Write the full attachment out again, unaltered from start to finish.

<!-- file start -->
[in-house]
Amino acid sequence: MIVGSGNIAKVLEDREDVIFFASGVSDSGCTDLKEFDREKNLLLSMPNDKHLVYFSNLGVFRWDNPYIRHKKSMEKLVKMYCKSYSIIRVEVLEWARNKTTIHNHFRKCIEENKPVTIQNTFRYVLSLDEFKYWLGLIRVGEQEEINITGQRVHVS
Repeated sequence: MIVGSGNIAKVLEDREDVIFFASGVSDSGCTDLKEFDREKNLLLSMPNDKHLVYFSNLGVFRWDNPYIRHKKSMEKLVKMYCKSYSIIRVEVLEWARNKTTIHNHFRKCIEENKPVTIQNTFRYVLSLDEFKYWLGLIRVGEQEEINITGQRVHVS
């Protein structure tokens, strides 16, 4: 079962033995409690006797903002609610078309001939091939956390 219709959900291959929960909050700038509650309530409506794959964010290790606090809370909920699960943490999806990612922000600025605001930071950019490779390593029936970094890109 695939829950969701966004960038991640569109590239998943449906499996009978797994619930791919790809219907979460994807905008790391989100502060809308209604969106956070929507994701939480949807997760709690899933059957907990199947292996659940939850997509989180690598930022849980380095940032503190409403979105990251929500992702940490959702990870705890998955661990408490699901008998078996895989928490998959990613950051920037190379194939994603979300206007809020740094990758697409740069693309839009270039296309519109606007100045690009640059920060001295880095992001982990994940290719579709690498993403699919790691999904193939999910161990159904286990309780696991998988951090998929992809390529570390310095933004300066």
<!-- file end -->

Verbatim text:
[in-house]
Amino acid sequence: MIVGSGNIAKVLEDREDVIFFASGVSDSGCTDLKEFDREKNLLLSMPNDKHLVYFSNLGVFRWDNPYIRHKKSMEKLVKMYCKSYSIIRVEVLEWARNKTTIHNHFRKCIEENKPVTIQNTFRYVLSLDEFKYWLGLIRVGEQEEINITGQRVHVS
Repeated sequence: MIVGSGNIAKVLEDREDVIFFASGVSDSGCTDLKEFDREKNLLLSMPNDKHLVYFSNLGVFRWDNPYIRHKKSMEKLVKMYCKSYSIIRVEVLEWARNKTTIHNHFRKCIEENKPVTIQNTFRYVLSLDEFKYWLGLIRVGEQEEINITGQRVHVS
């Protein structure tokens, strides 16, 4: 079962033995409690006797903002609610078309001939091939956390 219709959900291959929960909050700038509650309530409506794959964010290790606090809370909920699960943490999806990612922000600025605001930071950019490779390593029936970094890109 695939829950969701966004960038991640569109590239998943449906499996009978797994619930791919790809219907979460994807905008790391989100502060809308209604969106956070929507994701939480949807997760709690899933059957907990199947292996659940939850997509989180690598930022849980380095940032503190409403979105990251929500992702940490959702990870705890998955661990408490699901008998078996895989928490998959990613950051920037190379194939994603979300206007809020740094990758697409740069693309839009270039296309519109606007100045690009640059920060001295880095992001982990994940290719579709690498993403699919790691999904193939999910161990159904286990309780696991998988951090998929992809390529570390310095933004300066």